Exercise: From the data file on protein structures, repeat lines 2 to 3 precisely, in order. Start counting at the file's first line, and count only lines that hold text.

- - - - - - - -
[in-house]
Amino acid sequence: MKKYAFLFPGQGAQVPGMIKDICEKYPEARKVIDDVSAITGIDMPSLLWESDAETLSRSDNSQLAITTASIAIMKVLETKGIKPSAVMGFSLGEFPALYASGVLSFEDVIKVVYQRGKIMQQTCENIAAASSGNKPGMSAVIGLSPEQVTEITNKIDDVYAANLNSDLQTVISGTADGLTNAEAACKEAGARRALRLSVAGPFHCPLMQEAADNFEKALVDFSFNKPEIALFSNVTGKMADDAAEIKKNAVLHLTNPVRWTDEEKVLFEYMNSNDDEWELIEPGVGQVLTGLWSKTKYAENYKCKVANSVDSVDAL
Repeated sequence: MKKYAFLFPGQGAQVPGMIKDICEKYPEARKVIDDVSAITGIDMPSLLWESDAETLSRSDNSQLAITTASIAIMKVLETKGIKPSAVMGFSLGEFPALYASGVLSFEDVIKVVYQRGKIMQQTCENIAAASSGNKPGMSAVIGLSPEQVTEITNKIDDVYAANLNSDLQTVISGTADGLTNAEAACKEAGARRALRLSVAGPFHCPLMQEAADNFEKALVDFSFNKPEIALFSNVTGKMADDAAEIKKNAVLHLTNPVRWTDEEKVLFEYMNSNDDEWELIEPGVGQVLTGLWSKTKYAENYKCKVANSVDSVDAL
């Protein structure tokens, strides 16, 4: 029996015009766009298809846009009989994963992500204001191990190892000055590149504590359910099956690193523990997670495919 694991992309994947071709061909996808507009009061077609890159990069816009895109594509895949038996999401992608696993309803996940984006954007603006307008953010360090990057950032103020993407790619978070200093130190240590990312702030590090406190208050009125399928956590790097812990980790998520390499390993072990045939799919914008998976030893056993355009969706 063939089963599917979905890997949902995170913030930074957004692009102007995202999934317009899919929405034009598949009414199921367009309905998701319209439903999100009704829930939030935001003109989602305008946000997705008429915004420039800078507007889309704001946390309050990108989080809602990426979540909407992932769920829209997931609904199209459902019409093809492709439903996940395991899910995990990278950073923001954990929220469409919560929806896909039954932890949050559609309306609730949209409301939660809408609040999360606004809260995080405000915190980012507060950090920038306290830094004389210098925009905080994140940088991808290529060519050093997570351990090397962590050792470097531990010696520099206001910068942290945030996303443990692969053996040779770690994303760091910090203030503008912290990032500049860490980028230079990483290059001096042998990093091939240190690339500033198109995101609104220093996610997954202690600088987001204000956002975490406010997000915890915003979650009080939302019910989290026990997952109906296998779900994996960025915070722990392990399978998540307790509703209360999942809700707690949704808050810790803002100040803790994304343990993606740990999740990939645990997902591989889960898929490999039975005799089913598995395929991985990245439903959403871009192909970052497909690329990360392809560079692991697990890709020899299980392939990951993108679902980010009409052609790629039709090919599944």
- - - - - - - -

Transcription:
Amino acid sequence: MKKYAFLFPGQGAQVPGMIKDICEKYPEARKVIDDVSAITGIDMPSLLWESDAETLSRSDNSQLAITTASIAIMKVLETKGIKPSAVMGFSLGEFPALYASGVLSFEDVIKVVYQRGKIMQQTCENIAAASSGNKPGMSAVIGLSPEQVTEITNKIDDVYAANLNSDLQTVISGTADGLTNAEAACKEAGARRALRLSVAGPFHCPLMQEAADNFEKALVDFSFNKPEIALFSNVTGKMADDAAEIKKNAVLHLTNPVRWTDEEKVLFEYMNSNDDEWELIEPGVGQVLTGLWSKTKYAENYKCKVANSVDSVDAL
Repeated sequence: MKKYAFLFPGQGAQVPGMIKDICEKYPEARKVIDDVSAITGIDMPSLLWESDAETLSRSDNSQLAITTASIAIMKVLETKGIKPSAVMGFSLGEFPALYASGVLSFEDVIKVVYQRGKIMQQTCENIAAASSGNKPGMSAVIGLSPEQVTEITNKIDDVYAANLNSDLQTVISGTADGLTNAEAACKEAGARRALRLSVAGPFHCPLMQEAADNFEKALVDFSFNKPEIALFSNVTGKMADDAAEIKKNAVLHLTNPVRWTDEEKVLFEYMNSNDDEWELIEPGVGQVLTGLWSKTKYAENYKCKVANSVDSVDAL